“Nevertheless I have a few things against you, because you allow that woman Jezebel, who calls herself a prophetess, to teach and seduce My servants to commit sexual immorality and eat things sacrificed to idols. And I gave her time to repent of her sexual immorality, and she did not repent. Indeed I will cast her into a sickbed, and those who commit adultery with her into great tribulation, unless they repent of their deeds” (Revelation 2:20-22).
As we have already seen, sickness in not punishment for the sins of believers. Jesus has already endured our punishment for us through the victory of the cross and His resurrection (Hebrews 10:10). The consequences of our sin however—is an entirely different matter.
“And you have forgotten the exhortation which speaks to you as to sons: ‘My son, do not despise the chastening of the LORD, Nor be discouraged when you are—rebuked by Him; For whom the LORD loves He chastens, And scourges every son whom He receives.’ If you endure chastening, God deals with you as sons” (Hebrews 12:5-7a).
God is speaking to His daughters as well as His sons:
“Now no chastening seems to be joyful for the present, but painful; nevertheless, afterward it yields the peaceable fruit of righteousness to those who have been trained by it” (Hebrews 12:11).
If in fact you are sick because God is trying to get your attention—and you understand what He is trying to teach you through the voice of His Holy Spirit—then yield and repent. Healing and recovery may not be that far away.
“Therefore strengthen the hands which hang down, and the feeble knees, and make straight paths for your feet, so that what is lame may not be dislocated, but rather be healed” (Hebrews 12:12-13).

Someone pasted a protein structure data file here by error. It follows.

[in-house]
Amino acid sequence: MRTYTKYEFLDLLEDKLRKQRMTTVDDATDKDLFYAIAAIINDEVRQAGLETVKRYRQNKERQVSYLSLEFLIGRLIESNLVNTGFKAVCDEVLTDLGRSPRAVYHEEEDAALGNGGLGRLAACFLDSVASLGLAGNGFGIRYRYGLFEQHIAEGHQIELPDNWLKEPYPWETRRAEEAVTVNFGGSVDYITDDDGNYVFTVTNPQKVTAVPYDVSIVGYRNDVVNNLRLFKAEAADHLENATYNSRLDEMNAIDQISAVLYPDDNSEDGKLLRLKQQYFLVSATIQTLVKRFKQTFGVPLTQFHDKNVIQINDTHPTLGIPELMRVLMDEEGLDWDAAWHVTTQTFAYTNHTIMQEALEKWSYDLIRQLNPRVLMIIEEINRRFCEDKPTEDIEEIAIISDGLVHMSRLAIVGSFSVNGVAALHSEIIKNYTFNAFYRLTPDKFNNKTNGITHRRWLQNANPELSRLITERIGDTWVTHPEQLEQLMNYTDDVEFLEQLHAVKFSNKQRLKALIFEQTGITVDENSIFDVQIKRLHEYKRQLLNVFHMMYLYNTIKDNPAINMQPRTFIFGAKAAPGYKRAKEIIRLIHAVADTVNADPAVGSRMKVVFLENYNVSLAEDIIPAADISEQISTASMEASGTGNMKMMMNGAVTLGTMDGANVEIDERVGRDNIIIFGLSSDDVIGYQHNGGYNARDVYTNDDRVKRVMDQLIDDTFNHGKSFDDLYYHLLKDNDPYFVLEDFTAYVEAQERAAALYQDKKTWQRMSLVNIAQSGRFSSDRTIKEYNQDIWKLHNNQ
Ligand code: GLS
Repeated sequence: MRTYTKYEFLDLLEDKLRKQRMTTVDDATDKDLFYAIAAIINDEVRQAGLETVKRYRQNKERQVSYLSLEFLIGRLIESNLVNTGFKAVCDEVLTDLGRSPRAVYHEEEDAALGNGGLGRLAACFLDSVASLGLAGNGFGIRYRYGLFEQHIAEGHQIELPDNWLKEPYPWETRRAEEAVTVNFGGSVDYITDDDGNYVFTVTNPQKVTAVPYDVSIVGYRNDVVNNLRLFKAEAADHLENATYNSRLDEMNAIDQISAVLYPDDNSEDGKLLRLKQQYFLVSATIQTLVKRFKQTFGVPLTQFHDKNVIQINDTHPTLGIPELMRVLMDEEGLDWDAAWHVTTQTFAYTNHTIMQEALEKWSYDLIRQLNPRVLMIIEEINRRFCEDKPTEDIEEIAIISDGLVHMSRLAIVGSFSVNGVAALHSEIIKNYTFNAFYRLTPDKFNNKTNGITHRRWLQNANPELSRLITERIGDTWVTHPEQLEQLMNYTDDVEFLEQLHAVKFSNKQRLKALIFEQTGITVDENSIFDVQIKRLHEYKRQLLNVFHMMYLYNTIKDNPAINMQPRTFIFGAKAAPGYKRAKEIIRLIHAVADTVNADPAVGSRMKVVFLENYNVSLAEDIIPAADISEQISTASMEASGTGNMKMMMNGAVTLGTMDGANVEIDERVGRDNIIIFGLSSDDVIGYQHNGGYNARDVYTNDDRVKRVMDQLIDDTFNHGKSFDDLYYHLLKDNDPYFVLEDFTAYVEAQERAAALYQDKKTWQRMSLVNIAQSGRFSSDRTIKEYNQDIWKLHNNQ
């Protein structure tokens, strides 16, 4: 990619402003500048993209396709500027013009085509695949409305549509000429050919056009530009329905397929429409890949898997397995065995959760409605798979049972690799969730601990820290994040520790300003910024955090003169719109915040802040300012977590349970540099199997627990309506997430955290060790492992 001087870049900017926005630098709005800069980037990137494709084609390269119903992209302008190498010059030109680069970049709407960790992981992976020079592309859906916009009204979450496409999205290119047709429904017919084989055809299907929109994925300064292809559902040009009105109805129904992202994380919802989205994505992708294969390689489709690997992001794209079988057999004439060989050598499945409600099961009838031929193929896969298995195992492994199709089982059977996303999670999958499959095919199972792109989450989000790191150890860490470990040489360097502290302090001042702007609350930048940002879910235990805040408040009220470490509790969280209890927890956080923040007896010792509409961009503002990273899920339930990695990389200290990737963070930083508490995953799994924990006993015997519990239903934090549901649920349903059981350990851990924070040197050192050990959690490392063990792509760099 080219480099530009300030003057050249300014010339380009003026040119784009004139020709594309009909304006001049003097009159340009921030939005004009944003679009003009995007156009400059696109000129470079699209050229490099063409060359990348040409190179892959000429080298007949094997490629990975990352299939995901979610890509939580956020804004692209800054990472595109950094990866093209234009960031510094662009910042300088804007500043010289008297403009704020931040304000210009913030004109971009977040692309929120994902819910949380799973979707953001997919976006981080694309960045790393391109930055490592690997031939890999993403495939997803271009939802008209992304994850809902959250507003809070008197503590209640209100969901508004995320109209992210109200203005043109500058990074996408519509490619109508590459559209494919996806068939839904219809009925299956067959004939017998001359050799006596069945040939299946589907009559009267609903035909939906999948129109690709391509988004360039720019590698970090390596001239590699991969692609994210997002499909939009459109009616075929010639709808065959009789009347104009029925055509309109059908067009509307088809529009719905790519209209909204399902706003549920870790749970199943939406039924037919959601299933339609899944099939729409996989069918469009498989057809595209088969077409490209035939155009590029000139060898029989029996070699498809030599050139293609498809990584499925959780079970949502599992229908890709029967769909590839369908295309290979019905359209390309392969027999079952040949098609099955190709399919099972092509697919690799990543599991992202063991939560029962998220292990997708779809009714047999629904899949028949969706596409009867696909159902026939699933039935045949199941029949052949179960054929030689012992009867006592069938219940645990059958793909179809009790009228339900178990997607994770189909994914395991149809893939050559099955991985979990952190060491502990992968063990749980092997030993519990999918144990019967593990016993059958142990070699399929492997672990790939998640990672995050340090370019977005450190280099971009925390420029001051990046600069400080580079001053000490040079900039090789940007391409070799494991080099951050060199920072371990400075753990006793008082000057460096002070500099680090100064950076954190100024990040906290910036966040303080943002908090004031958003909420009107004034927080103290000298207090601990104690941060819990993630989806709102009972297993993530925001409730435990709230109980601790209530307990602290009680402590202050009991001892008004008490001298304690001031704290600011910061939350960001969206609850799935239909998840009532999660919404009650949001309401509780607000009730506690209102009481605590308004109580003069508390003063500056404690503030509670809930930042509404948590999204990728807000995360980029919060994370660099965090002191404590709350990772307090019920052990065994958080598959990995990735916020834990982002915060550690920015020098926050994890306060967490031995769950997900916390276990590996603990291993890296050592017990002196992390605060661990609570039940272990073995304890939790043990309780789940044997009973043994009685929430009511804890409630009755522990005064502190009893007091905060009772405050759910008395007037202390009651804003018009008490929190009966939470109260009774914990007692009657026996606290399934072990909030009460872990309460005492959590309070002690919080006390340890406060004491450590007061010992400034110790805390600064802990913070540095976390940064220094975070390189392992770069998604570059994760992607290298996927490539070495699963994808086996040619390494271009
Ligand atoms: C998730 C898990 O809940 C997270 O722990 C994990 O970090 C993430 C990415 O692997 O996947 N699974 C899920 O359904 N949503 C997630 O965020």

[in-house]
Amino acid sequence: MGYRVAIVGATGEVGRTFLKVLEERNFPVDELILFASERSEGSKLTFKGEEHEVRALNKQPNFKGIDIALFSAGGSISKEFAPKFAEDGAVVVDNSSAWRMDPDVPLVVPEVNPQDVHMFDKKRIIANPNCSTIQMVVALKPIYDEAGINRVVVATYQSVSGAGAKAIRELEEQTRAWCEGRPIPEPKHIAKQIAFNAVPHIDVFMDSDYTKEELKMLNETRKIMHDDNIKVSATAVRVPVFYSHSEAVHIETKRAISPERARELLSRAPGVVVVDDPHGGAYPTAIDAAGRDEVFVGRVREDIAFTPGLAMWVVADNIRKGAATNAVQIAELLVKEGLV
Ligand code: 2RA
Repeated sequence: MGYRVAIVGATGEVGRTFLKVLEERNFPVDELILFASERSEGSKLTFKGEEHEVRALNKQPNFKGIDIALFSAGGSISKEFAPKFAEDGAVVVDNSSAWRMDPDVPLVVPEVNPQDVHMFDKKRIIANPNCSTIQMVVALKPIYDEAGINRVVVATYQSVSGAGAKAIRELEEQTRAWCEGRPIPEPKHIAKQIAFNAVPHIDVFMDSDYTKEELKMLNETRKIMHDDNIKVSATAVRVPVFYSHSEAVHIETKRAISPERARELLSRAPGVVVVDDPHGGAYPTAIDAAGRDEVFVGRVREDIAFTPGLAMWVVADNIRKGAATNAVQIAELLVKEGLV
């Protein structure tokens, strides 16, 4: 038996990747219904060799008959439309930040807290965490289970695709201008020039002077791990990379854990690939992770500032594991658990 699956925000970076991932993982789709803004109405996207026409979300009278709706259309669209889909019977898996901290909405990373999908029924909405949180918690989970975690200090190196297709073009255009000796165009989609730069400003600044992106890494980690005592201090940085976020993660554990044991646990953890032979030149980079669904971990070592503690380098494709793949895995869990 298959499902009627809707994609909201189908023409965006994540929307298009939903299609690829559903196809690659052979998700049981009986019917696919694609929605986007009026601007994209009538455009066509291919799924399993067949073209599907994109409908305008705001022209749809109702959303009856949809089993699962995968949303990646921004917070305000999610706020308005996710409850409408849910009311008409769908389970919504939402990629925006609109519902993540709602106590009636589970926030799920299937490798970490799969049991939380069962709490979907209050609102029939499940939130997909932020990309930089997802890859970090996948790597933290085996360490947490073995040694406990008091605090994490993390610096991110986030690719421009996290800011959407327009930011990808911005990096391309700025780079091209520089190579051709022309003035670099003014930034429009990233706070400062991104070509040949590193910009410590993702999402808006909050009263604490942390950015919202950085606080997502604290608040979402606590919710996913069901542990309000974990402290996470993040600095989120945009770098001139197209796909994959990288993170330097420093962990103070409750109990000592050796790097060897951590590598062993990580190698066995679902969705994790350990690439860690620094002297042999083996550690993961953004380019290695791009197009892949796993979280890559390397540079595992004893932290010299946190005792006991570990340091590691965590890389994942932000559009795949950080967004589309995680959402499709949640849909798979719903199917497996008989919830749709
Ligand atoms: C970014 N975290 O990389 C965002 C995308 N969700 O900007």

If you are sick and in pain with no understanding as to why—and no physical healing is on the horizon—then there is nothing else you can do except to lean on God’s tender mercy and grace. He will definitely get you through.
Pray for help with the things that are not a comfort and thank Him for the things that are. If your healthcare is sufficient—then thank Him for that. If you are blessed with an understanding family or friends and a caring support staff—then thank Him for that too.
Being thankful for the small favors you receive while you’re sick might just help you feel a little better.
Concentrate on the hope of His soon return at the Rapture—and remember the joys of heaven that He promised you.
“Dear friend, I pray that you may enjoy good health and that all may go well with you, even as your soul is getting along well” (3 John 1:2).
“And God will wipe away every tear from their [our] eyes; there shall be no more death, nor sorrow, nor crying. There shall be no more pain, for the former things have passed away” (Revelation 21:4).